WEBSITE: Whether it’s to safeguard your children from dangerous websites or to protect yourself from distracting websites while working, we all need to block websites from time to time for our own good. It might be difficult to strike a balance between privacy, freedom, and control.
While many computers come preloaded with parental settings, some are more user-friendly than others. We’ll show you how to use the settings, as well as host files and routers, to do this.
The first method is to use parental controls.
Both Windows and MacOS feature built-in parental controls that make it simple to limit access to anything you don’t want on your system. If you need additional features, we’ve put together a list of the finest free parental control software.
Windows 10’s Parental Controls
The first step is to create a child account. To do so, either search for the Windows 10 settings menu or select the cog symbol in the Start menu.
Step 2: Select Accounts from the drop-down menu.
Step 3: Click the Add A Family Member button under the Family & Other Users menu.
Step 4: To set up your child’s profile, click Create One for a Child and follow the on-screen steps.
Step 5: Go to the page for your Microsoft account. Click Overview under your child’s account. Then, on the right, click the Content Filters tab.
Step 6: When it comes to filtering websites, you have a few options under the Web and Search tab, under the Filter Settings section: You can enable the Only Use Allowed Websites option, which restricts your child’s access to the websites you specify in the Allowed Sites section. However, if you disable this option, you can still construct lists of approved and forbidden websites. Simply go to the Allowed Sites area and type in the websites you want to allow, then click the plus sign button to add them. You can also ban websites in the same way: Simply go to the Blocked Sites area and type in the URLs of the sites you want to block, then click the plus sign button to add them.
Using MacOS’s parental controls
Windows isn’t the only operating system that lets you keep track of your child’s internet activities. Parental Controls has been replaced with Screen Time in MacOS Big Sur. You can perform a variety of things here, such establish time limits on how long you can use certain apps or websites, block specific websites altogether, and check screen time metrics.
Follow these steps to use Screen Time to ban websites:
Step 1: Go to System Preferences and click the Screen Time icon.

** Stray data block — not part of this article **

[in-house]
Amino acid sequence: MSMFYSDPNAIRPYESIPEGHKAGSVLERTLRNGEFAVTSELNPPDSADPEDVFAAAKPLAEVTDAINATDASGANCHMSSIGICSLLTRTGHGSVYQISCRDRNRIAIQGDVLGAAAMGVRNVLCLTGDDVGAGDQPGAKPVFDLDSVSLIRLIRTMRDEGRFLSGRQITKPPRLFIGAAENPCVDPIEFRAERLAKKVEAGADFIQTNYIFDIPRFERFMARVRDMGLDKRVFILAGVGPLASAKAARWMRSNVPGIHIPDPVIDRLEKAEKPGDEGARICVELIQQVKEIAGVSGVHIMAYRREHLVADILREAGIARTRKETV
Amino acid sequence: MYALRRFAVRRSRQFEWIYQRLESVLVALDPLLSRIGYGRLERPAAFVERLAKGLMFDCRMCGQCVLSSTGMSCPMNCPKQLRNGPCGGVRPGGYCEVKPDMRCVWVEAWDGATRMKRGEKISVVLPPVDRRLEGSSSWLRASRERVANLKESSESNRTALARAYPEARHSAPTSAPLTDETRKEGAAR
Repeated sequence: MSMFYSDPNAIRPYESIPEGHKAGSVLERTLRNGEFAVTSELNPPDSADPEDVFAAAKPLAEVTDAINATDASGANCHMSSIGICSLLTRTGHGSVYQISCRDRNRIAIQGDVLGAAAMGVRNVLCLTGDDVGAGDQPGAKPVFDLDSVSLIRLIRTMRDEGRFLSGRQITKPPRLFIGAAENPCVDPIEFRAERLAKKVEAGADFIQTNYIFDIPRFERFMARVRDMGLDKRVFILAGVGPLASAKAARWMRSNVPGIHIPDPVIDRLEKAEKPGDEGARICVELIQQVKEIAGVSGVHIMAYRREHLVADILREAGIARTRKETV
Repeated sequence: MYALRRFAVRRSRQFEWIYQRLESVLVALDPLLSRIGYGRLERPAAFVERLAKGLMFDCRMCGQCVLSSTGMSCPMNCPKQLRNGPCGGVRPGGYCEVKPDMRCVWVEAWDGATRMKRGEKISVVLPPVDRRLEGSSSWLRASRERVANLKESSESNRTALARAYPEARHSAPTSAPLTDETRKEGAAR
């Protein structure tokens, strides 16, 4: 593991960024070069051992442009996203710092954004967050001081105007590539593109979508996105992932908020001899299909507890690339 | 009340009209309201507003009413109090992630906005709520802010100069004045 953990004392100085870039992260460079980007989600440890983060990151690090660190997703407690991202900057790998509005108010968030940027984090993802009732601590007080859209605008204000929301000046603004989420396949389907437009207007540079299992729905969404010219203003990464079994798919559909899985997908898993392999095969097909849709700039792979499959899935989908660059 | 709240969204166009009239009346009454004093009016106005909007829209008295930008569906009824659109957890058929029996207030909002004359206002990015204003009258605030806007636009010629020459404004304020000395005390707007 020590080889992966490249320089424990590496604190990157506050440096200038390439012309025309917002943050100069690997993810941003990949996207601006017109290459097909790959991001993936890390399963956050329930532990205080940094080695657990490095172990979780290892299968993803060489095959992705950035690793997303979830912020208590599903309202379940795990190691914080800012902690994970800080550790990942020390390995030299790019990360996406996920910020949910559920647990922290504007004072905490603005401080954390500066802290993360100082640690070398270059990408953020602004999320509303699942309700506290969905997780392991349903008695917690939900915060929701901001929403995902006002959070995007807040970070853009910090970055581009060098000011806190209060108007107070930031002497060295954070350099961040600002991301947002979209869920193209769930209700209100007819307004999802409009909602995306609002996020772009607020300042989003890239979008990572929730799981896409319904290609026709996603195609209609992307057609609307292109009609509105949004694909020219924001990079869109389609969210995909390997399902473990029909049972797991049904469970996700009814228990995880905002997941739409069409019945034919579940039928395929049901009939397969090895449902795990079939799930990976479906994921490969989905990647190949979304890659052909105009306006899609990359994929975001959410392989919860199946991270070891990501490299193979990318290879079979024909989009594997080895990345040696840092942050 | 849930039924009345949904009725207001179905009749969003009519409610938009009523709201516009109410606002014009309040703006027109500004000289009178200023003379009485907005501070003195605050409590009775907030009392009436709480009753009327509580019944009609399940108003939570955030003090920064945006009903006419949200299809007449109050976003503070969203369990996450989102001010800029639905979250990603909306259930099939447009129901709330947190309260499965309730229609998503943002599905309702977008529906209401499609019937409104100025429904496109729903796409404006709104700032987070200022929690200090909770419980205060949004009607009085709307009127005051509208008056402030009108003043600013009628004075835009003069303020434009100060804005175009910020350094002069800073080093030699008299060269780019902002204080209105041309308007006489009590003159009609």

Step 2: If you haven’t done so already, you’ll need to do so now in order to continue. After that, you’ll want to choose which profile you’d like to change. If you’re the administrator, all users on that Mac should appear, as should any users associated with your Family Sharing account. From the drop-down menu in the top left corner, choose the user you want.
Step 3: On the bottom left of the menu, select Content & Privacy. You can change a lot of things here but search for the Web Content section. There are three choices available here. Because Unrestricted Access does exactly what it says, you’ll want to choose Limit Adult Websites. This will filter out the most offensive websites automatically, but you can add more by clicking the plus sign that appears.
Step 4: Select the Allowed Websites Only option if you really want to control what the user sees. This means that the user will only be allowed to access sites that you have approved. Click Customize and add all of the sites you want to allow the user to visit, and everything else will be prohibited.
Altering hosts files is method number two. Disallow the use of the Windows hosts file.
In Windows, blocking individual websites is simple – and usually child-proof. It’s absolutely free, doesn’t require any additional software, and just requires a few fast changes to your computer’s Windows hosts file.
The hosts file, which is a plain text file used by your operating system to map IP addresses and hostnames, can be used to redirect a domain name to your local computer, effectively blocking the desired website. It’s a terrific approach to keep visitors from seeing content you don’t want them to view, no matter what browser they’re using or what time of day it is.
Keep in mind, though, that changing the file requires administrator access, and it can be a little complicated. You can always undo the adjustment if necessary, although the process is a little more involved than the parental controls on Windows and MacOS.
Step 1: First, you’ll need to log in as an administrator to Notepad. To do so, type Notepad into the desktop search bar, then right-click the resulting app. Then select Run As Administrator and confirm your choice by clicking Yes. Then navigate to the host file by selecting File > Open and looking for it in that window. By going to C: > Windows > System32 > Drivers > Etc, you may find the Hosts file. In that same File Explorer window, you may need to pick All Files from the drop-down file format menu.
Step 2: Choose your hosts.
Step 3: You’ll notice numerous lines of text in Notepad that are utilized for mapping reasons. Enter 127.0.0.1 and press the spacebar beneath the last line of text, which should mention something about a local host. On the same line, write the web URL of the website you wish to block. To block all traffic from the popular video-sharing site, use 127.0.0.1 www.youtube.com.